Homeowners Contend With New Tax Law

David E. Rattray

As East End residents prepare 2018 tax returns, the repercussions of the tax reform law signed by President Trump in 2017, which takes effect this year, will affect local taxpayers, in particular those who have been able to deduct interest on home mortgages, according to Ronald Farnworth, a certified public accountant at East Hampton’s Kandell, Farnworth, and Pubins, an accounting and business advisory firm.

The legislation simplifies the federal filing process by providing a significant increase in the standard deduction, which is expected to be the most likely approach by taxpayers. The standard deduction allows taxpayers to submit taxes with “no questions asked,” Mr. Farnworth said. Married couples are allowed $24,000, and a single person can deduct $12,000, nearly twice last year’s amount. “The government expects that all but 8 percent of filers will use the standard deduction,” he said.

However, New York residents, who pay proportionally higher property and income taxes than residents of other states, are likely to be affected by a limit on the amount of state and local taxes — including property, income, and sales taxes — they can deduct on federal returns. The new law caps it at $10,000. Previously, taxpayers were allowed to deduct unlimited amounts. “For people in our area, their tax might be a little higher because of that change,” Mr. Farnworth said.  

To counteract any adverse effect of the legislation on New Yorkers, the state has decoupled its tax policy from the law, and is allowing deductions for state and local taxes regardless of the federal limit. Taxpayers will need verifiable documents and receipts for state taxes, even if they are not itemizing on their federal returns. “People say, ‘Oh I don’t need to send you that stuff anymore,’ but that’s not true,” Mr. Farnworth said. 

A possible side effect of the law’s incentive to opt for the standard deduction, which is likely to impact affluent taxpayers is that charitable organizations will not receive as many donations this year, he said. He is recommending that those who want to give to charities stagger their donations, that is, make a larger-than-usual contribution that exceeds the standard deduction this year and then wait a year and contribute again.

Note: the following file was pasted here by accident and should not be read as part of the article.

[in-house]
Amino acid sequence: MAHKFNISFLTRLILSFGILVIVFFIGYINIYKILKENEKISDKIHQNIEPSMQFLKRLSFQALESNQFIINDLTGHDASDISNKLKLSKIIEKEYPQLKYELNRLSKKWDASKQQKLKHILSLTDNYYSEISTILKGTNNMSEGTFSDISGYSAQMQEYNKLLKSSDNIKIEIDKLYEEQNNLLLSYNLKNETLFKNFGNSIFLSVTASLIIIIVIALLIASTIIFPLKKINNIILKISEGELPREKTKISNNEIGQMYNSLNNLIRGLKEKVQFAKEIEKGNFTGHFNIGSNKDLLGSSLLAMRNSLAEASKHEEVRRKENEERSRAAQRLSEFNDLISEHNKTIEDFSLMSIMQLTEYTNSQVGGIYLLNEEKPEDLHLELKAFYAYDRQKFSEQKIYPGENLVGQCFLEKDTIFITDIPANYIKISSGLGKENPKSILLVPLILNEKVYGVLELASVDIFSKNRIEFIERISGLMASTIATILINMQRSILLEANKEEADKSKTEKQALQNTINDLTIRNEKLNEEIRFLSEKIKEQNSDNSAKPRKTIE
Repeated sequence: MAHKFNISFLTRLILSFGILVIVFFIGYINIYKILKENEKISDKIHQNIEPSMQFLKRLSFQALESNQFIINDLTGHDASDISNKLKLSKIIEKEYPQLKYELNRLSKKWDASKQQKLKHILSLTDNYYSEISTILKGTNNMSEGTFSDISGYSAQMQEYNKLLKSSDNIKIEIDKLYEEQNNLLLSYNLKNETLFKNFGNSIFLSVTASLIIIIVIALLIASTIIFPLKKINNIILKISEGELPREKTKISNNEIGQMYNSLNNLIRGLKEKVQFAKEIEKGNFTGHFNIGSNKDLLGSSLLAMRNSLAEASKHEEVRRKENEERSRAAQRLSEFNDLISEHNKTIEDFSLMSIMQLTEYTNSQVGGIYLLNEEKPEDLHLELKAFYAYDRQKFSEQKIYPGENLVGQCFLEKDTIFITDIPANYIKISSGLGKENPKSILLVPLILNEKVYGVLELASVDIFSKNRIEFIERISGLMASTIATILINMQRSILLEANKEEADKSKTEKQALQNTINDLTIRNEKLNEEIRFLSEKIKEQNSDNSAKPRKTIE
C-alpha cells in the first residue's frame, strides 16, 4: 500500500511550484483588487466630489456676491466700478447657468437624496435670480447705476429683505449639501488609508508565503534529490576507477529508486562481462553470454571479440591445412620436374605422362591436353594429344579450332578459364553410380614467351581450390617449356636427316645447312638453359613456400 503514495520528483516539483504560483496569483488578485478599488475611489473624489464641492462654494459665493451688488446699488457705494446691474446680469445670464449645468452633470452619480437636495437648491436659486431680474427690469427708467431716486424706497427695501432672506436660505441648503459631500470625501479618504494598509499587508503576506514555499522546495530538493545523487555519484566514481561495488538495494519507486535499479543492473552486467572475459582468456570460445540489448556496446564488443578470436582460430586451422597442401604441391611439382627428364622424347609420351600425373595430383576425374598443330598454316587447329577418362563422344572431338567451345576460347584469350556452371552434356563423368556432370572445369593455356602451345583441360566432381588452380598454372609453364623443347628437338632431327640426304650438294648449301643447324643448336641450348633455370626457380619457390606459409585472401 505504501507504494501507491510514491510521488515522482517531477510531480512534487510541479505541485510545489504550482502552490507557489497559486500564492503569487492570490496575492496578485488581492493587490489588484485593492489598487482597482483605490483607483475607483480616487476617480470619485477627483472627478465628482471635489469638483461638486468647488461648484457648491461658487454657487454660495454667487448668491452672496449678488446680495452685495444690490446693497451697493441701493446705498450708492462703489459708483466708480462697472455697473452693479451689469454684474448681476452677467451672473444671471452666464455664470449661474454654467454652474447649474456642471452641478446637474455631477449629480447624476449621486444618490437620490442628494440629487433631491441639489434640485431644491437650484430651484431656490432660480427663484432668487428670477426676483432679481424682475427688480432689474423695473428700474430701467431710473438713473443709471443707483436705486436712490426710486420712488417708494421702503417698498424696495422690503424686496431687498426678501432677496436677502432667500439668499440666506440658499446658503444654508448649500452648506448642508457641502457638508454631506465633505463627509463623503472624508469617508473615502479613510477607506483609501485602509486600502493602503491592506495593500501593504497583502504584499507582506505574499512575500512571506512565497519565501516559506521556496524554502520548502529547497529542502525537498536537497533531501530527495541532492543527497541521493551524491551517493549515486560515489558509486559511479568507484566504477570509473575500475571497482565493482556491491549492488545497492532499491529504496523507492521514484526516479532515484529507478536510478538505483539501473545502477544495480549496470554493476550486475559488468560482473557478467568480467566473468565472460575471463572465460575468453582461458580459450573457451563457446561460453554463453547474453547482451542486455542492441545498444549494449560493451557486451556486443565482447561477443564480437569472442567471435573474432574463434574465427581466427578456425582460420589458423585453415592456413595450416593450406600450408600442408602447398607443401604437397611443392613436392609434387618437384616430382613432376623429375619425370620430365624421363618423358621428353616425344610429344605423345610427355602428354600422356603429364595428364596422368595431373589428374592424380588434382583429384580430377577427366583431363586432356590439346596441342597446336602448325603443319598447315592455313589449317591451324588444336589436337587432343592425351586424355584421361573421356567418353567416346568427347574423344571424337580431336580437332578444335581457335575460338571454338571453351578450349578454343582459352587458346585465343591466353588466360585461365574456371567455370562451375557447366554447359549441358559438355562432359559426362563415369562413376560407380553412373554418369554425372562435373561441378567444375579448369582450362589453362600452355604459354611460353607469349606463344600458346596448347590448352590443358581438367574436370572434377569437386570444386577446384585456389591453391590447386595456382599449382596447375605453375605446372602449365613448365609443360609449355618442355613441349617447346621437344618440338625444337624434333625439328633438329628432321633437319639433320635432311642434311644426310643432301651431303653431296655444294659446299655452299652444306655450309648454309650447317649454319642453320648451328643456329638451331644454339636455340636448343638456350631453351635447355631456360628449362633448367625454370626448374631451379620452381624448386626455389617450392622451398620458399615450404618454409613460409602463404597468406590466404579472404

“Another piece of the puzzle is the reduced withholding,” Mr. Farnworth said, referring to the money withheld by employers and sent to the government as partial payment of an employee’s income tax. Since the law has lowered tax rates, wage earners may be caught off guard by their tax bills if they have not taken the change into account, he said. “The less people have withheld in salary, the lower their refund will be, or the more taxes they’ll have to pay.” 

East End homebuyers also may be adversely affected by the new cap on mortgage interest deductions, which applies to interest paid on second homes as well as primary residences. A married couple who obtained a mortgage after Dec. 15, 2017, will only be allowed to deduct the interest on up to $750,000 of the debt; the previous amount was $1 million. “Given the price of homes in the Hamptons, and the number of second-home owners, that could have a real effect,” Mr. Farnworth said. 

Paul Brennan, the executive manager of sales at Douglas Elliman real estate, agreed with this assessment.  Lowering the deduction, he said, “will justify people’s fear that they won’t get the same benefit” from purchasing a house in the Hamptons as they have in years past. 

A personal deduction of $4,050 per taxpayer and per dependent has been eliminated in the current law. For couples with several dependent children, that will be an unwelcome change. The tax credit for dependent children under 17, however, has been increased from $1,000 to $2,000. “The hope is that the higher standard deduction and child tax credit will offset the loss of the personal exemption,” Mr. Farnworth said.

One addition to the tax code that could provide a boon for some families is the expansion of a savings program for college expenses. Money contributed to this program is not subject to federal tax. Under the new law, up to $10,000 also can be used to pay tuition to private or religious elementary and secondary schools.

Mr. Farnworth said business owners would be among the biggest beneficiaries of the law, thanks to a provision that allows them to deduct 20 percent of their income from their federal taxes. There are several rules regarding who can take this deduction, he said, “but in general, most trades and businesses should be better off under this tax plan.”